Hüsker Dü were, as I'm sure you astute little Aubadelings all know, one of the key bands of the 1980s, a herald of the "Alternative Revolution" of the 1990s (note the ironic quotation marks indicative of the era) (note also the self-conscious aside indicating that I'm aware that I am a product of my environment and that I somehow transcend the clichés even as I employ them) — where was I? Let's start again.
Hüsker Dü were, as I'm sure you astute little Aubadelings all know, one of the key bands of the 1980s, a herald of the "Alternative Revolution" of the 1990s and a strong influence on what came to be called "the Seattle Sound" — an admixture of sensitivity and brutality, pop and punk, art and commerce. They were the first "Alternative Rock" band to sign to a major label (though they never had anything like a hit — or even a decently produced album) and paved the way for hungrier bands with more testosterone to dominate radio airplay a few years after their breakup in 1988.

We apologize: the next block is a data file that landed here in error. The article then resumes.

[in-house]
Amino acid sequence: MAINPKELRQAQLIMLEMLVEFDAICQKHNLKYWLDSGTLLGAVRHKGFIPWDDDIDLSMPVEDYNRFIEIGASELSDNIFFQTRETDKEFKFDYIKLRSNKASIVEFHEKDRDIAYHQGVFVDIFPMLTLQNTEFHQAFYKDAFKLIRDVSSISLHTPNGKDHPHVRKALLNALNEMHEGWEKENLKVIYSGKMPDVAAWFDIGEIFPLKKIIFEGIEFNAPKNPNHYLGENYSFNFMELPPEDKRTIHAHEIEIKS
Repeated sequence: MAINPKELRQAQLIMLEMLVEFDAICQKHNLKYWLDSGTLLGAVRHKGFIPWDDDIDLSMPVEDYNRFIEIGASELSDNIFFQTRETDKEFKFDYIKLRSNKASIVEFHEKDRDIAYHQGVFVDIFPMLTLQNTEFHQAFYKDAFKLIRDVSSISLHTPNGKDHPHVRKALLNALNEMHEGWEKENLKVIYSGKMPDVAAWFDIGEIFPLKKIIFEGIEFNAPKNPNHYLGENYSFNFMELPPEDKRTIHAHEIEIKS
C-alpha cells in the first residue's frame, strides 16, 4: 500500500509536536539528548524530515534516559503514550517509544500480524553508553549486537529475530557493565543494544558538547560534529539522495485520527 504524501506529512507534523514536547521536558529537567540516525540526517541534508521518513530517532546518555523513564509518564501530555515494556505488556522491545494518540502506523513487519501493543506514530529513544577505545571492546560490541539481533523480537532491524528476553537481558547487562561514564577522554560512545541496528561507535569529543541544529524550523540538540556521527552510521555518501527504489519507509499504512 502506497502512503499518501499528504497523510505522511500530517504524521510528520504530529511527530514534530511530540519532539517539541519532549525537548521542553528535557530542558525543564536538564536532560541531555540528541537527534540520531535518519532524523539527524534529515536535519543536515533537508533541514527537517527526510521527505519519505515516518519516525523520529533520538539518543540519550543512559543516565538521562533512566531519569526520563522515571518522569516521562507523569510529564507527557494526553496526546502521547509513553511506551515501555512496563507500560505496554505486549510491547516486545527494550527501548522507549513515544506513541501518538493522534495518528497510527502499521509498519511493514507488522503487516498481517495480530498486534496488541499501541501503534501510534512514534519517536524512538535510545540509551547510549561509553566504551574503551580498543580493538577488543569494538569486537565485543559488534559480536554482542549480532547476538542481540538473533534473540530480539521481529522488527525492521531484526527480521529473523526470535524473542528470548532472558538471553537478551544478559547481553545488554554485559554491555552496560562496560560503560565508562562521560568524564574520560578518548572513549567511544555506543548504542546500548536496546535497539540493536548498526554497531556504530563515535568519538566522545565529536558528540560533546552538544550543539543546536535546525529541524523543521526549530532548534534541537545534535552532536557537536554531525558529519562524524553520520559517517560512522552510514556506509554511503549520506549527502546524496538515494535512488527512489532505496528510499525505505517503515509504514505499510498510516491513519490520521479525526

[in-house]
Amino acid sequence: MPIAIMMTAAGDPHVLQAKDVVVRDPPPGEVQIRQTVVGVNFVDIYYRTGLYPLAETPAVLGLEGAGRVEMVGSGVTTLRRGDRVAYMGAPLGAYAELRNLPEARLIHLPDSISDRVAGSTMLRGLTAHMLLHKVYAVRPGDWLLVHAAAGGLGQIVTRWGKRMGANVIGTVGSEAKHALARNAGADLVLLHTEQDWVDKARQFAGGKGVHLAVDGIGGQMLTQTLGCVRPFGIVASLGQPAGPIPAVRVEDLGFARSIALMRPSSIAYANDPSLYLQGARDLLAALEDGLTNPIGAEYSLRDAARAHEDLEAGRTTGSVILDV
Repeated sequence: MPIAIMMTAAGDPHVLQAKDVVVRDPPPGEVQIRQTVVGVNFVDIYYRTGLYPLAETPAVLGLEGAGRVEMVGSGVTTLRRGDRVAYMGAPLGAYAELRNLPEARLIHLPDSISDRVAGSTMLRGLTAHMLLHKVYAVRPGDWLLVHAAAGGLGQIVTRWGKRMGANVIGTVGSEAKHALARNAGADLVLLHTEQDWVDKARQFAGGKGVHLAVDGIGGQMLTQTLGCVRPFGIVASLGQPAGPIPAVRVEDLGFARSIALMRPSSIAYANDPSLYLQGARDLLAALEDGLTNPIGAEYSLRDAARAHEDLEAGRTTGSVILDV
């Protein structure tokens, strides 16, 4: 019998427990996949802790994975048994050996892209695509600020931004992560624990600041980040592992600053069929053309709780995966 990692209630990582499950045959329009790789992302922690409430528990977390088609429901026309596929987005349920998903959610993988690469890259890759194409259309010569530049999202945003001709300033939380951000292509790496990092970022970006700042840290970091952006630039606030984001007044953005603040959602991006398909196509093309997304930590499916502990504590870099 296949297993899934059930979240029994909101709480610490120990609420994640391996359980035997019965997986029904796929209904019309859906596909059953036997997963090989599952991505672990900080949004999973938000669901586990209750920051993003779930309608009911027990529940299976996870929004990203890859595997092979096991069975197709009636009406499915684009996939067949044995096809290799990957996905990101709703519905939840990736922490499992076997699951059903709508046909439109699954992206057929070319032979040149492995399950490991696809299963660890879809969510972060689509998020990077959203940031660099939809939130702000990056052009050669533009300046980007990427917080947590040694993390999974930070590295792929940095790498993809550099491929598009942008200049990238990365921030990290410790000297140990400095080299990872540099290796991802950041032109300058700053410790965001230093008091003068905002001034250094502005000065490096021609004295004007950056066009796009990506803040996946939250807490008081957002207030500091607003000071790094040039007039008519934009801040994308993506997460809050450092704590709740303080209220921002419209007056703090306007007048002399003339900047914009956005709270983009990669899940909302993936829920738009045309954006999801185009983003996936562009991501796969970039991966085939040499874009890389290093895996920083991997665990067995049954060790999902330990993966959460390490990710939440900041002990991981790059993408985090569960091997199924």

Drummer Grant Hart was Lennon to Bob Mould's McCartney, the latter writing all the songs your grandmother would like if she was kind of into hardcore, while Hart followed his drug-addled muse into oblique corners, sometimes bursting forth with a pop gem and sometimes wailing over a wall of noise.
While Bob Mould's solo output has received consistent attention from fans and critics, and his band Sugar nearly made waves on rock radio in the 1990s, Hart's career has been more haphazard; both solo and with Nova Mob, he has recorded with successively smaller and smaller record labels, nearly disappearing altogether in a kind of Alice in Wonderland trick. His last album was 1999's Good News for Modern Man. About 14 people noticed when it came out.
The thing is a fucking monster, easily one of my favourite albums of the past 10 years.
While searching for information on it (few and far between), I stumbled across this interview. Good reading.
How about a contest? First person to name the "three" that Hart refers to in the following song gets something nice.
•Grant Hart: Nobody Rides for Free (via RapidShare)
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